The Cost Of Beauty: Rogue Aesthetic Treatments On The Rise

Getting cosmetically enhanced is becoming common. Women, and increasingly, men, are getting more accustomed to the idea of various degrees of beauty fixes. Botox used to be done for older folks who wanted to rid their faces of wrinkles, but enter Botox prejuvenation today, where Botox is done in much younger people to delay the formation of wrinkles. For those with flat asian noses, the “lunchtime rhinoplasty” is a fuss-free nose augmentation filler or nose threadlift procedure which can be done at the doctor’s office in under 60 minutes, from prep, numbing and discharge from the clinic.

Botox is a powerful neurotoxin that can be used to relax or paralyse muscles. In aesthetic doses, Botox is harmless and can be used effectively to smoothen skin, lift or depress certain muscle activity. Dermal fillers are actually soft, moldable, biocompatible and biodegradable materials that can be safely injected by a qualified and trained medical professional. In the right hands, the results are natural without much downtime. In the wrong hands, a botched filler procedure can be disastrous.

 

Rogue Beauty Treatments In Singapore

Alarmingly, rogue beauty treatments are finding their way into Singapore, and illegal cosmetic treatments are being performed by unqualified beauticians. This is surprising, given that the laws here are strict for doctors practicing aesthetics and plastic surgery.

“I think perhaps the law for beauty salons need to be revisited”, says Cassandra Ling, who got skin burns from an IPL hair removal procedure at a beauty salon. “I only realized that my beautician did not need certification to perform IPL for me after I got burnt”. Thankfully, her scars have since mostly healed after year-long mild lasers done by her doctor and diligent use of lightening creams. She says she will only visit a doctor’s clinic for such procedures in future, if she ever reconsiders doing anything like it at all.

Strangely, doctors practicing medical aesthetics require specific certification by a recognized training centre in Singapore to perform laser procedures, including IPL. Yet beauticians have no such obligations and IPL hair removal beauty salons have sprung up in clusters in both the CBD and the heartland areas, offering affordable treatments to basically anyone who walks through their doors.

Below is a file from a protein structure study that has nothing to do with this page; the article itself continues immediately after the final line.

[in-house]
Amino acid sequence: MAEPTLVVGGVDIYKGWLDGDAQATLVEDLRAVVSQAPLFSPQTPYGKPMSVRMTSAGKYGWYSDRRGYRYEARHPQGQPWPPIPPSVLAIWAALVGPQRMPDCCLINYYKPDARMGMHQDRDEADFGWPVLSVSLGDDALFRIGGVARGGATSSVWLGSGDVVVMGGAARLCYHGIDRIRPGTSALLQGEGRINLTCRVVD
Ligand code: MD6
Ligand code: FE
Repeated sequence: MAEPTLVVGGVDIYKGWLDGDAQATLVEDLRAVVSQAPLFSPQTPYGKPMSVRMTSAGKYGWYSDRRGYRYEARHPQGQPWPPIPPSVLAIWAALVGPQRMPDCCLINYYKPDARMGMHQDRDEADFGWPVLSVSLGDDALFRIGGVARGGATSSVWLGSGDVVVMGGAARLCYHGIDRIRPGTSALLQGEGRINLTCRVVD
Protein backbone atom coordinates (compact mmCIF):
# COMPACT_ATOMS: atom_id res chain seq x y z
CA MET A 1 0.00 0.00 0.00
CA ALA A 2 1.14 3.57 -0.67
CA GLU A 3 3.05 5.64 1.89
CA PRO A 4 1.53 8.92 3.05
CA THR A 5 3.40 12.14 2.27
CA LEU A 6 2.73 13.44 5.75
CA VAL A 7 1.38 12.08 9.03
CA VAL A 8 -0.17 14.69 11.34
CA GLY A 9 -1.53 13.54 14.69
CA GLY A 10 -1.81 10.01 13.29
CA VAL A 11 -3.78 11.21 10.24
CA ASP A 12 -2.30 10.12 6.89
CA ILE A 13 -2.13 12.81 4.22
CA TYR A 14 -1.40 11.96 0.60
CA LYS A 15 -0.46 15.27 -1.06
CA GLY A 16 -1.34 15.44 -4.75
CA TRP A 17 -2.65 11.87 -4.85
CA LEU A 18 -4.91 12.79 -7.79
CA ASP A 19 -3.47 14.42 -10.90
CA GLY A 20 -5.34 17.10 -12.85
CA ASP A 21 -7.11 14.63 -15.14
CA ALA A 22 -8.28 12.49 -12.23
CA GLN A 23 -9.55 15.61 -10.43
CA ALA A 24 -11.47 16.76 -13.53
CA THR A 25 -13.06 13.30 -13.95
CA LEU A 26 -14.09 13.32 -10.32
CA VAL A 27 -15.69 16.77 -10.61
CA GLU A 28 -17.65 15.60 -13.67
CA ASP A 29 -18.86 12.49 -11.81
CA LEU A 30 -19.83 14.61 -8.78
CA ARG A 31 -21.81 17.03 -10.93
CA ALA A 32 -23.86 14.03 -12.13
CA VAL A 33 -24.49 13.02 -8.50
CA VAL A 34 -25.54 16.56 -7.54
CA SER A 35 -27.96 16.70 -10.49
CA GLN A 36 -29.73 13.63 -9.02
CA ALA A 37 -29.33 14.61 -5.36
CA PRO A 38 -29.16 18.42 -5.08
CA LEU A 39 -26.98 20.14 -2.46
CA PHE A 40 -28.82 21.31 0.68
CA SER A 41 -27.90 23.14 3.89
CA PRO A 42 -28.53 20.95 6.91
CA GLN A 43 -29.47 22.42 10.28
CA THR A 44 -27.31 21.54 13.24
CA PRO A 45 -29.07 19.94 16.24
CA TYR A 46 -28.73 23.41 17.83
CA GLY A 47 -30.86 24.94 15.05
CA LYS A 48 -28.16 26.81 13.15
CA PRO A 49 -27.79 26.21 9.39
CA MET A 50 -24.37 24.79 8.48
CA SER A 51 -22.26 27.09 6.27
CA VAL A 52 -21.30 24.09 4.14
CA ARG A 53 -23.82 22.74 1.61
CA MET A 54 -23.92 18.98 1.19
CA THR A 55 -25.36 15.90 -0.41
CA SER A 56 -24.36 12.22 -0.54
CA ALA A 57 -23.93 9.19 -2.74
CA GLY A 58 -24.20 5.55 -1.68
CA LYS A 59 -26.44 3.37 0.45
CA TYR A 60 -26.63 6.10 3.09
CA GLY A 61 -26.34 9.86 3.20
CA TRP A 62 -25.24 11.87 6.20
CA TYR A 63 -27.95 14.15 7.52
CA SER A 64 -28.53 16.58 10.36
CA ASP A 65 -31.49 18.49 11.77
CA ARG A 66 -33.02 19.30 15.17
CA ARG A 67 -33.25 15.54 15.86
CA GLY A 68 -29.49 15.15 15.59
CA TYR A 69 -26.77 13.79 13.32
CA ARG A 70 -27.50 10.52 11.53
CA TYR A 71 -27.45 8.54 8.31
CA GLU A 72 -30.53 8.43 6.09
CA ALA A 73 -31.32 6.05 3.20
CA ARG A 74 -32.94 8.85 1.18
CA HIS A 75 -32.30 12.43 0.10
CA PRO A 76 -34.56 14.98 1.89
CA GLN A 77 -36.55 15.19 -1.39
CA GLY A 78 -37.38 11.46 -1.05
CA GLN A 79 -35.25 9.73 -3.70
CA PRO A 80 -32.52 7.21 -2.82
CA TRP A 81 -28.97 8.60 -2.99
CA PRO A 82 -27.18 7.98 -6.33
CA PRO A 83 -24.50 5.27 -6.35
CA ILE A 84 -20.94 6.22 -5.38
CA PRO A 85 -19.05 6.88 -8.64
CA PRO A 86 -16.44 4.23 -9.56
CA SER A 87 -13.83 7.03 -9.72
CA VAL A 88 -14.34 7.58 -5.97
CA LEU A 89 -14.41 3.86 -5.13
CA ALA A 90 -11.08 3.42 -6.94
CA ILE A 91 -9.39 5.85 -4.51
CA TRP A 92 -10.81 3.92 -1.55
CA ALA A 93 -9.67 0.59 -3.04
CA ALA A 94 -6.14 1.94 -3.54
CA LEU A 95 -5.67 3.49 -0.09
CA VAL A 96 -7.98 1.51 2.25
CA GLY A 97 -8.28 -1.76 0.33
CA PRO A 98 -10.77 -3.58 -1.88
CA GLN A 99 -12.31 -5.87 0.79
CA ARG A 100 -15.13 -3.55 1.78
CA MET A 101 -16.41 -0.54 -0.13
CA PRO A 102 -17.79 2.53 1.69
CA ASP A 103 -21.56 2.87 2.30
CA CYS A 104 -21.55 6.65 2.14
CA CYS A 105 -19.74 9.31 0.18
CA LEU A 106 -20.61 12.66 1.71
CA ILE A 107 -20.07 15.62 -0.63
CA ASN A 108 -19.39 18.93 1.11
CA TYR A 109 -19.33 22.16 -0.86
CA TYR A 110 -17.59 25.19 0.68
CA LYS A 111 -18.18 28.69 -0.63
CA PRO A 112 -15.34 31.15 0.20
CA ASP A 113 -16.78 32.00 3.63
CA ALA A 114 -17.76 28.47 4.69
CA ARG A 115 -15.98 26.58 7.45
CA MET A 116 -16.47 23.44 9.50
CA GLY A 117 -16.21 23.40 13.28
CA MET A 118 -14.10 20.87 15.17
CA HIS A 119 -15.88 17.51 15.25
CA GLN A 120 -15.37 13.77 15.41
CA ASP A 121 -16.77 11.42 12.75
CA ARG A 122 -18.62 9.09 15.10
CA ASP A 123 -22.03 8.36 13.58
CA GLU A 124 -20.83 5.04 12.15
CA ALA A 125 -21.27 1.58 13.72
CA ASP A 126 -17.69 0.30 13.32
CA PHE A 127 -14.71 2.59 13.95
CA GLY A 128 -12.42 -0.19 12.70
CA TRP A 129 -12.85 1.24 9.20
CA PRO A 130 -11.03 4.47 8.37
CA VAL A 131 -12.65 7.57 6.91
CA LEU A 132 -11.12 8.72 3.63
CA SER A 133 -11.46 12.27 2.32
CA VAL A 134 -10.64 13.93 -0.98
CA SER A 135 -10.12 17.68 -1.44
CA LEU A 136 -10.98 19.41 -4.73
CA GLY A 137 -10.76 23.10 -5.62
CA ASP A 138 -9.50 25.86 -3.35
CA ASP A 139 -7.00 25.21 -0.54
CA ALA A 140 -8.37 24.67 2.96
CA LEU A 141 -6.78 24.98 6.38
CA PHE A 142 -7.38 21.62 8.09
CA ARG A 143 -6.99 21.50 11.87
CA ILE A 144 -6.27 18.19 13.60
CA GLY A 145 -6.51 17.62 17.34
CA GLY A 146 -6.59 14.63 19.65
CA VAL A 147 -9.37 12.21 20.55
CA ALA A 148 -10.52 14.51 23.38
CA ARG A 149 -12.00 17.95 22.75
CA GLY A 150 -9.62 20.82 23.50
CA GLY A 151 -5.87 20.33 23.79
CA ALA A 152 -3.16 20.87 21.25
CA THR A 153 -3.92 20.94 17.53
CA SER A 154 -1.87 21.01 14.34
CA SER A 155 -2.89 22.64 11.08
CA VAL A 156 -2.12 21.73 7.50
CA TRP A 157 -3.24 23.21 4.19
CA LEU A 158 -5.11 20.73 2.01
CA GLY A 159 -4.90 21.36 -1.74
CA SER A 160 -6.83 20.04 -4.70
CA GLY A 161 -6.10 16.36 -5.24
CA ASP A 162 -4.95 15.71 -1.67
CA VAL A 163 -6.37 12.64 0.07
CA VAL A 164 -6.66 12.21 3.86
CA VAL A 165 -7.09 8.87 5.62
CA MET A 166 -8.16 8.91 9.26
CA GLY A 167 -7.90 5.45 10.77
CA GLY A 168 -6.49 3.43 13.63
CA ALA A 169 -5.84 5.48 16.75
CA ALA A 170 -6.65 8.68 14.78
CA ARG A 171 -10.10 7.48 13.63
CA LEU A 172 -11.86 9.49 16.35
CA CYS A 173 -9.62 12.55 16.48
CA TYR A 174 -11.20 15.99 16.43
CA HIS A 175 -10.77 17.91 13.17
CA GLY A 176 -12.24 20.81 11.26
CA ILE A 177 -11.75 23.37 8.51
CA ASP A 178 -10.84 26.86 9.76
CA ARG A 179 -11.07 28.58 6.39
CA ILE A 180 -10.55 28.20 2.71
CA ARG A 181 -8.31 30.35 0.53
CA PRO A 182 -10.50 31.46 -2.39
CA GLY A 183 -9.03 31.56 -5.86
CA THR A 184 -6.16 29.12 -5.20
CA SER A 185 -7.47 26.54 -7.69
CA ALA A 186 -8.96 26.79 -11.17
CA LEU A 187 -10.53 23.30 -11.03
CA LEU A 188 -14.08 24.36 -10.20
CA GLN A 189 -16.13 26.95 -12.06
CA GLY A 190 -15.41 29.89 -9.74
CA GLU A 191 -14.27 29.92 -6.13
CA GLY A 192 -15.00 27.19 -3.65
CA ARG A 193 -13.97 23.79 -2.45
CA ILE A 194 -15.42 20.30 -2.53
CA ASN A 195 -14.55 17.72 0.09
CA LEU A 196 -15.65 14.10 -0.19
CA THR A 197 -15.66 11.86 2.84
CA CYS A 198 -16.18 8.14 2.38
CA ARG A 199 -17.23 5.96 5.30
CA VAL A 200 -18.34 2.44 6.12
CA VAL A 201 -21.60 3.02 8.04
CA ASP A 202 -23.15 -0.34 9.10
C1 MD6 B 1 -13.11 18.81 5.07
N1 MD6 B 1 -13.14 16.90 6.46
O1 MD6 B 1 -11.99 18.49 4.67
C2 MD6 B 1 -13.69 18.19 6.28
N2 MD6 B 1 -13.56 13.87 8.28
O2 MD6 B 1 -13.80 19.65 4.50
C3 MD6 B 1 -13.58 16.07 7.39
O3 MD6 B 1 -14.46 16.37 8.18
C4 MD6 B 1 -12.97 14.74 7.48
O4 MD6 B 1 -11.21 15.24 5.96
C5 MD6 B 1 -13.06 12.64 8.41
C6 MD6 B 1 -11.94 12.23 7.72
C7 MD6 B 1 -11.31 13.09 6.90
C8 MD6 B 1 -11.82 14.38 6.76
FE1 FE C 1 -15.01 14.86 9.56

Did you know? Intense Pulsed Light (IPL) hair removal can be performed by a beauty technician without requiring formal qualifications in Singapore, unlike doctors.

Illegal Cosmetic Procedures On The Rise

Illegal botox and filler treatments have made their way to beauty salons as well in recent years, and people are coming out and sharing about their horrific botched experiences. Some of the experiences give accounts of undereye/tear trough fillers injected wrongly into the eye socket, as well as swelling and filler lumps.

“Dermal fillers must be done by trained medical doctors, because of the risk of filler embolism which can result in devastating complications such as blindness or skin necrosis. The risk of infections when done in questionable places is also much higher. Point to add, when these are not done by trained doctors, they are considered illegal”, commented Dr Tan Ying Chien, Consultant Plastic Surgeon at the SW1 Clinic, located at Paragon Medical, Level 13.

 

Botched cosmetic treatments done by a beautician. [Source: www.dailymail.co.uk]
The problem of illegal cosmetic procedures offered at less than half the usual cost at the doctor’s is really not worth the risk. SKINMAG found reports of complications in countries such as the UK and Australia from rogue beauty treatments performed by untrained beauticians who lied about their qualifications. Complications ranged from disfigurement to death. Recently, a 35 year old woman died from her botched breast surgery procedure done at a beauty clinic in Sydney.

How far would you go for beauty? Beauty treatments such as the “bloody facial” raved by Kim Kardashian contribute to the rise of cosmetic procedures but this is actually not just a facial but a medical procedure done at her doctor’s clinic.

In Singapore, rogue beauticians do exist. Cheap botox procedures can sometimes be found by foreigners who either live here or travel into Singapore to perform them. Some of these claim to be doctors from their respective countries but a lot of aesthetic treatments require follow up and that is something that untrained beauticians nor questionable “doctors” who fly in for a few days of cases who have “taken the bait” and leave after that cannot do.

They say when you get cheap beauty treatments, you pay an expensive price. SKINMAG recommends our readers look up credentials of suspicious beauty treatments and aestheticians. Safety first, before price.

One thought on “The Cost Of Beauty: Rogue Aesthetic Treatments On The Rise”

  1. We should be careful on where we will let our body make changes. We need to trust our body to the right doctors to avoid the worst things that may occur that we will regret to happen.

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